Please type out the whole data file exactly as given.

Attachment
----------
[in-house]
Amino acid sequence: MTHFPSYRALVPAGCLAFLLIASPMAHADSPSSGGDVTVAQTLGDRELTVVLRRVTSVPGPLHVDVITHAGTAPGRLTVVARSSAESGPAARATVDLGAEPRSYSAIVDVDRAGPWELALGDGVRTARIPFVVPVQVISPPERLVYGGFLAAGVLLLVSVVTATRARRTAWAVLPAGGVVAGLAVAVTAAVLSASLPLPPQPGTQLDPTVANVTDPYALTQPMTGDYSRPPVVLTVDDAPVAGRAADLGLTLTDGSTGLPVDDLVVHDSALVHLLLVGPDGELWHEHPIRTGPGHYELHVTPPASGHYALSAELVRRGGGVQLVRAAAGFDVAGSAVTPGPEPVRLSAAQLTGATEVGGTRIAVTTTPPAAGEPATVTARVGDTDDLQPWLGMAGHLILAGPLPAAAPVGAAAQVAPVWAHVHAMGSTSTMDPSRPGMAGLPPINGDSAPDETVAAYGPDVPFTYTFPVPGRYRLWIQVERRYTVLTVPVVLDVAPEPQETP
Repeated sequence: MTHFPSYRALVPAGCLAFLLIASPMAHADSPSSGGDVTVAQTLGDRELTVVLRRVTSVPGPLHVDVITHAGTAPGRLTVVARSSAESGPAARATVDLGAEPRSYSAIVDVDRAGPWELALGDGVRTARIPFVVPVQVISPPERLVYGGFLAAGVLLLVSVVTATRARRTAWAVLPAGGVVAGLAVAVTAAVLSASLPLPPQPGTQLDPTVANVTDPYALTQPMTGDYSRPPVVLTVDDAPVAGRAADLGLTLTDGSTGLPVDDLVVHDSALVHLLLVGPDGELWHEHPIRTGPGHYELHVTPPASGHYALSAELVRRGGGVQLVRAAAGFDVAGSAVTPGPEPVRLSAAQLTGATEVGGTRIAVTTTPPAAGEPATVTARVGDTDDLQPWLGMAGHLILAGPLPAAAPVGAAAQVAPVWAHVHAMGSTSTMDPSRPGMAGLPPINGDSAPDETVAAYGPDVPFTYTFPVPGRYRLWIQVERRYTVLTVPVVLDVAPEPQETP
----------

[in-house]
Amino acid sequence: MTHFPSYRALVPAGCLAFLLIASPMAHADSPSSGGDVTVAQTLGDRELTVVLRRVTSVPGPLHVDVITHAGTAPGRLTVVARSSAESGPAARATVDLGAEPRSYSAIVDVDRAGPWELALGDGVRTARIPFVVPVQVISPPERLVYGGFLAAGVLLLVSVVTATRARRTAWAVLPAGGVVAGLAVAVTAAVLSASLPLPPQPGTQLDPTVANVTDPYALTQPMTGDYSRPPVVLTVDDAPVAGRAADLGLTLTDGSTGLPVDDLVVHDSALVHLLLVGPDGELWHEHPIRTGPGHYELHVTPPASGHYALSAELVRRGGGVQLVRAAAGFDVAGSAVTPGPEPVRLSAAQLTGATEVGGTRIAVTTTPPAAGEPATVTARVGDTDDLQPWLGMAGHLILAGPLPAAAPVGAAAQVAPVWAHVHAMGSTSTMDPSRPGMAGLPPINGDSAPDETVAAYGPDVPFTYTFPVPGRYRLWIQVERRYTVLTVPVVLDVAPEPQETP
Repeated sequence: MTHFPSYRALVPAGCLAFLLIASPMAHADSPSSGGDVTVAQTLGDRELTVVLRRVTSVPGPLHVDVITHAGTAPGRLTVVARSSAESGPAARATVDLGAEPRSYSAIVDVDRAGPWELALGDGVRTARIPFVVPVQVISPPERLVYGGFLAAGVLLLVSVVTATRARRTAWAVLPAGGVVAGLAVAVTAAVLSASLPLPPQPGTQLDPTVANVTDPYALTQPMTGDYSRPPVVLTVDDAPVAGRAADLGLTLTDGSTGLPVDDLVVHDSALVHLLLVGPDGELWHEHPIRTGPGHYELHVTPPASGHYALSAELVRRGGGVQLVRAAAGFDVAGSAVTPGPEPVRLSAAQLTGATEVGGTRIAVTTTPPAAGEPATVTARVGDTDDLQPWLGMAGHLILAGPLPAAAPVGAAAQVAPVWAHVHAMGSTSTMDPSRPGMAGLPPINGDSAPDETVAAYGPDVPFTYTFPVPGRYRLWIQVERRYTVLTVPVVLDVAPEPQETP